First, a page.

An Introduction to the Classics; Containing, A Short Discourse on Their Excellencies; and Directions how to Study Them to Advantage. With an Essay, on the Nature and Use of Those Emphatical and Beautiful Figures which Give Strength and Ornament to Writing. By Anthony Blackwall ...

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Page 90 - ... thus saith the Lord ; Behold, I will give Pharaoh-hophra king of Egypt into the hand of his enemies, and into the hand of them that seek his life...
Page 225 - Looks through the horizontal misty air Shorn of his beams, or from behind the moon, In dim eclipse, disastrous twilight sheds On half the nations, and with fear of change Perplexes monarchs.
Page 183 - I absolve: all my evasions vain, And reasonings, though through mazes, lead me still But to my own conviction : first and last On me, me only, as the source and spring Of all corruption, all the blame lights due; So might the wrath!
Page 176 - I 4 . they they will be attentive ; if he be indifferent, they will be perfectly carelefs and cold. Fire kindles Fire ; Life and Heat in the Speaker, enliven and infpirit the Reader. As we fee by common Experience, that one very gay and pleafarit Perfon propagates his chearful Humor where-ever he comes ; and gives a Vivacity to a whole Company.
Page 171 - When he fays one thing, and means another oppofite or contrary, 'tis an Irony : When he fays one thing, and means another like to it, it is a Metaphor : A Metaphor continued and often repeated, becomes an Allegory: A Metaphor carried to a great Degree of Boldnefs, is an Hyperbole ; and when at firft...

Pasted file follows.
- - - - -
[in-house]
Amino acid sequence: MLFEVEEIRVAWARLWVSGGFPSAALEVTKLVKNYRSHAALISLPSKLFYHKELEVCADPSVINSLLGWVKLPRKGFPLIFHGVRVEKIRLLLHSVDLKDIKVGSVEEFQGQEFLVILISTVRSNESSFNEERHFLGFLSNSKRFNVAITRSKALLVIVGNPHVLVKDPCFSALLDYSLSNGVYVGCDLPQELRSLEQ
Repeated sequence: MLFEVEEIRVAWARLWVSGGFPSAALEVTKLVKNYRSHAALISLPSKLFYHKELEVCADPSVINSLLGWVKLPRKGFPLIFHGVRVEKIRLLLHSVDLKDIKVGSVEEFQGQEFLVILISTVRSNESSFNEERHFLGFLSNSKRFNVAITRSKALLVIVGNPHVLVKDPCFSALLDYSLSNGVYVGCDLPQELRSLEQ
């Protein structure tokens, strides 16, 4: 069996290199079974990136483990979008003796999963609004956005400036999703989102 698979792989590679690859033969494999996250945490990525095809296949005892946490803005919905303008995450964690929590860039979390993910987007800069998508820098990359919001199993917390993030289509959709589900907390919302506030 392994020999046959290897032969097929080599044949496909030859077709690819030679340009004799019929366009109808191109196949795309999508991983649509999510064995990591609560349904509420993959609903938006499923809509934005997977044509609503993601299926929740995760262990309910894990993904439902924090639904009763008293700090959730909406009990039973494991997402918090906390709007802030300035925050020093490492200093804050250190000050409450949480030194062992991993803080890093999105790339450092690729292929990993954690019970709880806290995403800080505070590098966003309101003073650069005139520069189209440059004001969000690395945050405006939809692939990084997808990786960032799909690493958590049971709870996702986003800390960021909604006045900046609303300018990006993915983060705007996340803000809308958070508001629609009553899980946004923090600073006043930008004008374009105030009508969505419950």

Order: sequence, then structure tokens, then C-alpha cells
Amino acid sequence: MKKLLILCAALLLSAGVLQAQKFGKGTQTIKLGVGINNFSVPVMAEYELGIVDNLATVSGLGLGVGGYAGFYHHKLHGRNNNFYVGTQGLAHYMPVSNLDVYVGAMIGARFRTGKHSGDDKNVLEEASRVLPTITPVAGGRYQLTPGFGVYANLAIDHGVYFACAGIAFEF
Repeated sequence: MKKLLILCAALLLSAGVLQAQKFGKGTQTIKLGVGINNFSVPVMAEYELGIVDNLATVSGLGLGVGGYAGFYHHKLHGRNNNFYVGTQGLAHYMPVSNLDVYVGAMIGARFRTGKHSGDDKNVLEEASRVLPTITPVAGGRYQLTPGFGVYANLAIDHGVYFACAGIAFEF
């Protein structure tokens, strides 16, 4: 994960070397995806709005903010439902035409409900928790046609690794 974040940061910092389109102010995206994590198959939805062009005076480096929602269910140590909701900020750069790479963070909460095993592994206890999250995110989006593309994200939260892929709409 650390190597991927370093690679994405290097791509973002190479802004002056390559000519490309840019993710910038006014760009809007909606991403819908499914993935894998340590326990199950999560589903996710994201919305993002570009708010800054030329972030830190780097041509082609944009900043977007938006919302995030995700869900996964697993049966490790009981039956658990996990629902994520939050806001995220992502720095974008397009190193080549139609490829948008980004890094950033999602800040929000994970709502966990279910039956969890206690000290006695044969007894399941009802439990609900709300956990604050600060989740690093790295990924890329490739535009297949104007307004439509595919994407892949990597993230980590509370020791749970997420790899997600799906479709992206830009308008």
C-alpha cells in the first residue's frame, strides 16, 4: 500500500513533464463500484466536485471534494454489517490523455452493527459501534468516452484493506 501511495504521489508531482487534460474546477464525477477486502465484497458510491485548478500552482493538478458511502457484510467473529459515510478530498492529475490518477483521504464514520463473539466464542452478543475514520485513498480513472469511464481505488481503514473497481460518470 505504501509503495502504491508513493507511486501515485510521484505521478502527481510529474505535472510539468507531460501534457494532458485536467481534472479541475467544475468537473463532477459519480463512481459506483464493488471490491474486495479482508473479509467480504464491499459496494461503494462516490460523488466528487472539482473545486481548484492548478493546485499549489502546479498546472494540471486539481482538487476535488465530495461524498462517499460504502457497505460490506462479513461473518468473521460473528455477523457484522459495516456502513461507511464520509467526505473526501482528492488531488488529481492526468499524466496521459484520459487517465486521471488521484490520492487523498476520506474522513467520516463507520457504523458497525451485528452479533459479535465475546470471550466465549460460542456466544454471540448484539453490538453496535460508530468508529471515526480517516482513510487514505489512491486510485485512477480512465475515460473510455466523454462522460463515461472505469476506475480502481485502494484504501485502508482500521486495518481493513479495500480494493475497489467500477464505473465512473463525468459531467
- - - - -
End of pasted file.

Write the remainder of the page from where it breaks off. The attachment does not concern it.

Page 20 - Adonis killed by the Boar, and others, you have the vigour and delicacy of Anacreon ; in his Hylas, and Combat of Pollux and Amycus, he is much more pathetical, clear and pleasant, than Apollonius on the same, or any other subject.
Page 245 - Thus, at their shady lodge arriv'd, both stood; Both turn'd, and under open sky ador'd The God that made both sky, air, earth, and heaven, Which they beheld, the moon's resplendent globe, And starry pole : Thou also mad'st the night, Maker Omnipotent, and thou the day...
Page 16 - Homer's poems be in the hands of the subjects of that government, was because he did not esteem ordinary men capable readers of them. They would be apt to pervert his meaning, and have wrong notions of God and religion, by taking his bold and beautiful allegories in too literJ a sense.
Page 202 - The most charming Repetitions are those, whereby the principal Words in a Sentence, either the same in Sound, or Signification, are repeated with such Advantage and Improvement, as raises a new Thought, or gives a musical Cadence and Harmony to the Period. These in English are call'd fine Turns; and are either upon the Words only, or the Thought, or both.
Page 250 - Father of th' immortal race, Smiling with that serene indulgent face, With which he drives the clouds and clears the skies, First gave a holy kiss ; then thus replies : "Daughter, dismiss thy fears; to thy desire The fates of thine are fix'd, and stand entire.

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